The annexed table shows the divisions of the circle that may be obtained from the two circles of 96 and 60, which will be found sufficient for general purposes.

In 2 parts by 48 in 96

,,

3

,,

32

,,

96

,,

4

,,

24

,,

96

,,

5

,,

12

,,

60

,,

6

,,

16

,,

96

In 8 parts by 12 in 96

,,

10

,,

6

,,

60

,,

12

,,

8

,,

96

,,

15

,,

4

,,

60

,,

16

,,

6

,,

96

In 20 parts by 3 in 60

,,

24

,,

4

,,

96

,,

30

,,

2

,,

60

,,

32

,,

3

,,

96

,,

48

,,

2

,,

96

The first column contains the number to be obtained; the second, the number of divisions to be taken in the circle denoted by the third column. In cases where the same intersection could be obtained in both circles, the lowest has been selected for easy reading.

In some cases, instead of the divisions and index, a toothed wheel and click are adopted; but this arrangement gives fewer divisions of the circle, as the choice is confined to the intersections in the number of teeth in the wheel. A much greater range is obtained by a worm wheel and tangent screw; but this arrangement is more tedious, and is scarcely called for in cutting facets.

Fig. 1194.

Lapidary Apparatus For Amateurs Continued 300138

In facetting a stone with the arrangement fig. 1192, the stone is prepared by cutting it to the general contour by hand, in the same manner as practised by lapidaries, the stone being fixed upon an ordinary cement stick, the flat surface for the table is first cut, and then the girdle. The front and back of the stone are afterwards rounded nearly to the required shape, and water basils cut, to denote the width of the principal facets. The stone is then removed from the cement stick, and attached to the cup p, shown in fig. 1194, in the same manner that it was previously attached to the cement stick; but it is here of still greater importance that the stone should be placed exactly in the center of the cup, and quite horizontal; or, otherwise, the facets will be cut at irregular angles.

To assist in determining the position of the stone before it is finally cemented, it will be found convenient, after the cement has been attached to the cup, to press the cold stone into the cement, while the latter is still warm and soft. This serves to form the cement correctly to the shape of the stone, and permits the position of the latter to be more deliberately inspected, and, if necessary, corrected. When the position of the stone is found to be satisfactory, the stone may be warmed over the candle, and the surface of the cement fused just sufficiently to adhere to the stone, which may then be slightly pressed into the cavity; the cement is lastly worked into the angles with the fingers, which may be slightly moistened, to prevent the adhesion of the cement,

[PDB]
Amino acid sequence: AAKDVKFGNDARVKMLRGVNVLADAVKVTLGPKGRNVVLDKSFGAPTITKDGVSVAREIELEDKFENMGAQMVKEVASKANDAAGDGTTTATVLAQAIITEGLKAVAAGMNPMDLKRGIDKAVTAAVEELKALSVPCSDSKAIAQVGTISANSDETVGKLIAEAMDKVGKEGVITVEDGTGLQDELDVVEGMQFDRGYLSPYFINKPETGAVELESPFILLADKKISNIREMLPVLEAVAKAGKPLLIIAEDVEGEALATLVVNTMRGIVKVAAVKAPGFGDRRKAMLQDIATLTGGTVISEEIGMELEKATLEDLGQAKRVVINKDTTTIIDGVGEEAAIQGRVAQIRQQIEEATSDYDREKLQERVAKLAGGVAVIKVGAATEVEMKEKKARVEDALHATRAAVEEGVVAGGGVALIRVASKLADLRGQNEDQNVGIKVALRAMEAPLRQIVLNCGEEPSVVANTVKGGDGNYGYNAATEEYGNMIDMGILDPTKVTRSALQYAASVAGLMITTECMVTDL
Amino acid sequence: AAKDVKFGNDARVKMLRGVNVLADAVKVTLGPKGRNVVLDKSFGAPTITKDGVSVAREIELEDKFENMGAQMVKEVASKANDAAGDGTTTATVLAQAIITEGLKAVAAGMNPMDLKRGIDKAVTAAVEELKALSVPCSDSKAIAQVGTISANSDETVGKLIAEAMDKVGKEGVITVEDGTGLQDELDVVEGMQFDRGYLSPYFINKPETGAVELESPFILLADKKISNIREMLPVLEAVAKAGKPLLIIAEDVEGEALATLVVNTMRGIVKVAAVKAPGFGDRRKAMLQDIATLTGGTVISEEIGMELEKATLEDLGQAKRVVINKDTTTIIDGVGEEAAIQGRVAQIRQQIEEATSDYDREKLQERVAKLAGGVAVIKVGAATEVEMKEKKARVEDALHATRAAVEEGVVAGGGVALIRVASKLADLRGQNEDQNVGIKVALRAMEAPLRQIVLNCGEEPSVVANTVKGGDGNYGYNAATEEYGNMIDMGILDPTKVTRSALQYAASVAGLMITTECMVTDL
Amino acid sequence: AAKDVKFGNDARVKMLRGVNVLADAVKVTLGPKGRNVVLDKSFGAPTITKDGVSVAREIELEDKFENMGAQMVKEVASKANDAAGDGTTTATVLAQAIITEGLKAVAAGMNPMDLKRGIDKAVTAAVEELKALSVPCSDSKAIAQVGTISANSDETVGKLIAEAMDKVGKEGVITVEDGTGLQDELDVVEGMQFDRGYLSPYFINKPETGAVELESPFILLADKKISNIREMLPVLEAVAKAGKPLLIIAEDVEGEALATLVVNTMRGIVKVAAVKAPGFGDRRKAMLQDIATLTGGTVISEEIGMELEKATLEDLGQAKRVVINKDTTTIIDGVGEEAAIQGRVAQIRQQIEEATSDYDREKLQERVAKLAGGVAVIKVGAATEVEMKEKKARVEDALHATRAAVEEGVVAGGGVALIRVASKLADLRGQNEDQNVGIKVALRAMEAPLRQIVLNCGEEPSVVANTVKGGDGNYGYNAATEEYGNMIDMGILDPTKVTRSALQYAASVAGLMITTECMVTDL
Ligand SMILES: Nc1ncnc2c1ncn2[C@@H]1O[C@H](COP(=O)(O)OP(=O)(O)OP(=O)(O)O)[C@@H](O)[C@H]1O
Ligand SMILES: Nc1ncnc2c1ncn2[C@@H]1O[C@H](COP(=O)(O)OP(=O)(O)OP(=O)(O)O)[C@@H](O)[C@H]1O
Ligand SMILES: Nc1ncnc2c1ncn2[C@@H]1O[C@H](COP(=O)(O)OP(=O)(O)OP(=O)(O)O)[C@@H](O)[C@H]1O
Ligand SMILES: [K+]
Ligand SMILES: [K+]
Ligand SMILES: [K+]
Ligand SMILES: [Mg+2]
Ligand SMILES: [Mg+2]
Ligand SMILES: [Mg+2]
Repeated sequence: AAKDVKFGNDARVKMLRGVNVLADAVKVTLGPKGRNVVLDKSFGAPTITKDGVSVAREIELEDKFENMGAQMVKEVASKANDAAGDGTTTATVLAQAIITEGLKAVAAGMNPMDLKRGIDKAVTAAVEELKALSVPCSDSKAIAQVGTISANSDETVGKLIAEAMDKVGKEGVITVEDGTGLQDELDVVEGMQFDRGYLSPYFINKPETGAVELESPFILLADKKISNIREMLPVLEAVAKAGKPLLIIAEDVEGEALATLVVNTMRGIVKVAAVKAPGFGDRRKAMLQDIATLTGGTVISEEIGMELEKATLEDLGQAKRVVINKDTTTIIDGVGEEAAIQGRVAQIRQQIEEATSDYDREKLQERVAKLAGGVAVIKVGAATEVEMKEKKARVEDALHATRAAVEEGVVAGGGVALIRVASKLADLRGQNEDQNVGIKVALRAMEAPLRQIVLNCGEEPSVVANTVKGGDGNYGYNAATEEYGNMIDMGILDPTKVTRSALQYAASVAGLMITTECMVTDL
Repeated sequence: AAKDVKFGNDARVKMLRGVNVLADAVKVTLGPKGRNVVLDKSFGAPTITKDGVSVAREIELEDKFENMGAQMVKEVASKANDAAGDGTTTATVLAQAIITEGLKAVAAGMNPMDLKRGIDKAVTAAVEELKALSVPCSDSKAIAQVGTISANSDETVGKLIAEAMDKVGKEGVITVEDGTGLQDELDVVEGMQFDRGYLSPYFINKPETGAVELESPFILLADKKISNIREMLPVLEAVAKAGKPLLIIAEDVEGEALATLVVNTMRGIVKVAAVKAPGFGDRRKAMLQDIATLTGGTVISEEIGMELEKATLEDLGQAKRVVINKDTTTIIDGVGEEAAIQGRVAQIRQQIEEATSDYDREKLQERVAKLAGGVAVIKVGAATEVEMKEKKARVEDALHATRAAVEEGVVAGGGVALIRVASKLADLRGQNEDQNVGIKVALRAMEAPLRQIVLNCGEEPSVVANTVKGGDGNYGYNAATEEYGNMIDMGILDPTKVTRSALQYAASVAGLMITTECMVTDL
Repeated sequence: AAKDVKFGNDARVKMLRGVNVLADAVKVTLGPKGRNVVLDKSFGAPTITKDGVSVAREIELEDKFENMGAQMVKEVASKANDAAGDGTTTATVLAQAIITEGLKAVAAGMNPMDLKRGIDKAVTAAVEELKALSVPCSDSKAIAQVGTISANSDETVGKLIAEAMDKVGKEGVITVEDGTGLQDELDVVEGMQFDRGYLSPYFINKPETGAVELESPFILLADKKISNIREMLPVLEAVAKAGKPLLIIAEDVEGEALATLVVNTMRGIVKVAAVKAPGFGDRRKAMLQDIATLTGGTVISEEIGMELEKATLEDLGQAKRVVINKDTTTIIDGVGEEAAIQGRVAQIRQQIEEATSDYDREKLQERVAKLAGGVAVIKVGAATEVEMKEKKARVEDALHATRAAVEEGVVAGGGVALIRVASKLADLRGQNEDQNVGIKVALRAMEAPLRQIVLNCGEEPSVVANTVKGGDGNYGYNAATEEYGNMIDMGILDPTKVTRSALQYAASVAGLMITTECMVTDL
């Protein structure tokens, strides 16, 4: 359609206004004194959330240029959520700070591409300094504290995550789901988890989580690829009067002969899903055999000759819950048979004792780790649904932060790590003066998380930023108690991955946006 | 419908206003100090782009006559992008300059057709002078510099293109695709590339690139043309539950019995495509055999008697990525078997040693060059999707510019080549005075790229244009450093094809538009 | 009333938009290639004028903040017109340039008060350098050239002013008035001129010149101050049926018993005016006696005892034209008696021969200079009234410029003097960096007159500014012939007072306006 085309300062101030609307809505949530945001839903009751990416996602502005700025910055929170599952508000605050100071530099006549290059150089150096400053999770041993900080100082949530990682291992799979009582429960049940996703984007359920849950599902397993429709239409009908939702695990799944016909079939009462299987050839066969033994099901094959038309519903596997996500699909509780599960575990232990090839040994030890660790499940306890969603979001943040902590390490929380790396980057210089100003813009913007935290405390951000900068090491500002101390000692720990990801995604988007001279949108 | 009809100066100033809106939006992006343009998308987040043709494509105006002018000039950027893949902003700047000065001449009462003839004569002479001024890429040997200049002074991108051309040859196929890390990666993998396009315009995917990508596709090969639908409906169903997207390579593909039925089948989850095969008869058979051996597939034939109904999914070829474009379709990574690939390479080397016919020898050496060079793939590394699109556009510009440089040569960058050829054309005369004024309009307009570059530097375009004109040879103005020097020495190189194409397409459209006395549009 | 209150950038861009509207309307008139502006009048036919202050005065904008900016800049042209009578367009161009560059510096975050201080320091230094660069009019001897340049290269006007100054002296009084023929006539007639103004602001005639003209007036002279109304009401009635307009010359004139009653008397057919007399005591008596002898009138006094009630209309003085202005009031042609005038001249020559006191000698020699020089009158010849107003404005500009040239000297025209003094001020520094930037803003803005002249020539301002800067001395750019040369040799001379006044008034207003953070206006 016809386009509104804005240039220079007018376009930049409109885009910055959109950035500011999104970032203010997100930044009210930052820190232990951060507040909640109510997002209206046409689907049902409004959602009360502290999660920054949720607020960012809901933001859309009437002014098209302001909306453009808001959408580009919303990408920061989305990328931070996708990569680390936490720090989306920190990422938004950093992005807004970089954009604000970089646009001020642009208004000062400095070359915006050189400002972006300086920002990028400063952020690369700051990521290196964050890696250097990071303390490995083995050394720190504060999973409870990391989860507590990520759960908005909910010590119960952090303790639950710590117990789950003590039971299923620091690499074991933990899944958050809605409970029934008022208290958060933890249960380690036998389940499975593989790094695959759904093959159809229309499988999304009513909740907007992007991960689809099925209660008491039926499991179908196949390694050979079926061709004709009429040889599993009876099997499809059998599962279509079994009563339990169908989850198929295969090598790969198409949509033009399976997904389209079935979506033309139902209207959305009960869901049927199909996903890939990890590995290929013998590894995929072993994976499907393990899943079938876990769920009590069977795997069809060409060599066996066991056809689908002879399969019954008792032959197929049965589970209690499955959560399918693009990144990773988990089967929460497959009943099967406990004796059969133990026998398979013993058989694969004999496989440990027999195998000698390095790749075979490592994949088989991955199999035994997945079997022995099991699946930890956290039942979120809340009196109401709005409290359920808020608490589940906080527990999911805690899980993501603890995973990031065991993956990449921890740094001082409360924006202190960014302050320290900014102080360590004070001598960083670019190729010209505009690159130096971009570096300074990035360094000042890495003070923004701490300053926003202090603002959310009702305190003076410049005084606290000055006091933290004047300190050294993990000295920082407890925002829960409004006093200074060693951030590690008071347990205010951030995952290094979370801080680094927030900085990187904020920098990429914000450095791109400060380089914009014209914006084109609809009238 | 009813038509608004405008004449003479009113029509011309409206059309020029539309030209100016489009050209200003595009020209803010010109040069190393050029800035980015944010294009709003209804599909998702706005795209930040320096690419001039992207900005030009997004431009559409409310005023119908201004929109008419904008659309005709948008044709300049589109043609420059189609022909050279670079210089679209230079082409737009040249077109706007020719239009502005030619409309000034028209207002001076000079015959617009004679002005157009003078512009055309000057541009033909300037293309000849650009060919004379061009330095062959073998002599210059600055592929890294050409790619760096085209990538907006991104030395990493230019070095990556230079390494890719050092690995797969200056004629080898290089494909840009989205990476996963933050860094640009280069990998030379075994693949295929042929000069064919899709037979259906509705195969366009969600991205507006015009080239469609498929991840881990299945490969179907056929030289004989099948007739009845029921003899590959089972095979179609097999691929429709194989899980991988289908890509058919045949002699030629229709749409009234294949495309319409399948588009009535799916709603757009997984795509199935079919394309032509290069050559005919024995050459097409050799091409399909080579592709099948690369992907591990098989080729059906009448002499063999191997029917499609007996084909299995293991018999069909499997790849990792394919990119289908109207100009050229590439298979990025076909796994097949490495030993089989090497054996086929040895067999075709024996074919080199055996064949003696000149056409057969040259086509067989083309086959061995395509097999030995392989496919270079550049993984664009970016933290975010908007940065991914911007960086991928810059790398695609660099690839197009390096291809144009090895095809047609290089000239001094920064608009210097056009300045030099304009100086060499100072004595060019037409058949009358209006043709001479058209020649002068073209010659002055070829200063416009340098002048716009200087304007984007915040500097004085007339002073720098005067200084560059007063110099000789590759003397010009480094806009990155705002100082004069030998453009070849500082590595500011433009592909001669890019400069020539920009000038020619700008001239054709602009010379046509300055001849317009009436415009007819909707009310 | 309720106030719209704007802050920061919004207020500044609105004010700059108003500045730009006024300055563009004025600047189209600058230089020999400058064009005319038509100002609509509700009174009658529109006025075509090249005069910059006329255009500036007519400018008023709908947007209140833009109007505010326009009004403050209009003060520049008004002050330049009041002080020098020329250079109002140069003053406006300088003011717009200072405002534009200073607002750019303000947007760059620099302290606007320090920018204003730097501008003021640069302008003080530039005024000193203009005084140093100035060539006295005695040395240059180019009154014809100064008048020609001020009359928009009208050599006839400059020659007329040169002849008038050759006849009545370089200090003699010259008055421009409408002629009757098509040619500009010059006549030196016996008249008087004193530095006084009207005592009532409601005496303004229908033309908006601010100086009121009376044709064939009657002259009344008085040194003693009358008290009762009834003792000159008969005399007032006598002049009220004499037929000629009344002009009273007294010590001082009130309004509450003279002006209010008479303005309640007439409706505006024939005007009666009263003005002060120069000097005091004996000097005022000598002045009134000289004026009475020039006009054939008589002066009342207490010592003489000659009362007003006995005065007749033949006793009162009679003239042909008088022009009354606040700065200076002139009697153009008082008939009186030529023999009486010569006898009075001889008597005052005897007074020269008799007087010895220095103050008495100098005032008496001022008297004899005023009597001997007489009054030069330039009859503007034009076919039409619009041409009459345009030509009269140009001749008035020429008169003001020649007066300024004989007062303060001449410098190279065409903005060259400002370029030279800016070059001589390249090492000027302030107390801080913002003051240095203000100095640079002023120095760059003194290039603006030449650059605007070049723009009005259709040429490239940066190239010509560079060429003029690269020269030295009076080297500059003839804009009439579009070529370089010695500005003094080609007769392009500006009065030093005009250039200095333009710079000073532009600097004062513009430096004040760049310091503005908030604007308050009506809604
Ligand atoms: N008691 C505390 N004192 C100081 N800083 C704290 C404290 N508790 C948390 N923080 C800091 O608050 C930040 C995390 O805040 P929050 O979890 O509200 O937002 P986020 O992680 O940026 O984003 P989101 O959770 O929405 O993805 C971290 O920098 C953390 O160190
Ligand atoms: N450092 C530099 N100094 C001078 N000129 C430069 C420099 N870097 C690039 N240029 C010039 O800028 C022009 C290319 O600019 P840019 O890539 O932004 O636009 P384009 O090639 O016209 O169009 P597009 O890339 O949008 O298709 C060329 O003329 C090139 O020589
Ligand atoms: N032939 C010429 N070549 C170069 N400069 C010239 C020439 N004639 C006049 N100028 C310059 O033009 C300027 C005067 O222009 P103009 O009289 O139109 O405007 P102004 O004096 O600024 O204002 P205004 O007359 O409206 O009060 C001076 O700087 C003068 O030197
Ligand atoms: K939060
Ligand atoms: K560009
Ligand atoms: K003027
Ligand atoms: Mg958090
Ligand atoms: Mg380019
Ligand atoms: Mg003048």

The stone is attached to the instrument by sliding the stem of the cement cup p, into the socket, as seen in 1194, and fixing it by the small binding screw q. The projection of the stone from the socket of the instrument should be so adjusted that the socket may be exactly vertical, when the plane, C, fig. 1047, p. 1165, is fixed at 0, on the graduated arc, B, and the face of the stone rests upon the lap, while the feet of the instrument are supported upon the platform. The correct position of the instrument is most readily estimated, by observing that the base piece, A, is parallel to the platform.

With large stones, it will sometimes be found desirable to effect the adjustment by elevating or depressing the platform, instead of adjusting the projection of the cement cup; but with small stones, it will be generally found more convenient to place the platform level with the surface of the lap, under the test of a straight edge, in order that no after-adjustment of the instrument may be required when the laps are exchanged for smoothing and polishing.

The facets are cut in the same order that is adopted in cutting corresponding forms with the gim peg, and which has been already explained in the second section; but the vertical nclination for every row of facets is obtained by adjusting the plane C, shown in fig. 1047, p. 1165, upon the graduated arc B, and the number of facets in every row is determined by the divisions on the pulley of the socket shown in fig. 1194.

Thus, in cutting a stone with a brilliant-cut front, and a star-cut back, like fig. 1178, the plane C is placed at 0, on the arc B, for cutting the culasse. The principal row of eight squares at the back is cut with the plane, C, inclined to about 50, and the socket is fixed successively at the divisions 12, 24, 36, 48, 60, 72, 84, and 96. The row of 16 double skill facets around the girdle is cut with the plane, C, inclined to about 45, and the divisions employed are 3, 9, 15, 21, and so on to 93, in order that the double skill facets may terminate upon the angles of the principal squares. The row of eight facets around the culasse are cut with the plane, C, inclined to about 55, and the socket is fixed at the divisions 6, 18, 30, 42, etc, a facet being cut at every twelfth division, as in the row of primary squares; but, in order that the two rows of facets may be interposed, the intermediate numbers are employed. In cutting the front of the stone, the same series of divisions are employed for determining the numbers of facets, and the vertical angles are, 0, for the table; 50 for the foundation squares; 40 for the skill facets; and 60 for the brilliant facets.

Fig. 1193 represents a supplementary spindle that is screwed on the end of the upright mandrel, and is employed for carrying small mills and balls, which are held by a plain conical fitting, and employed for cutting mouldings and other details, as mentioned at page 1318.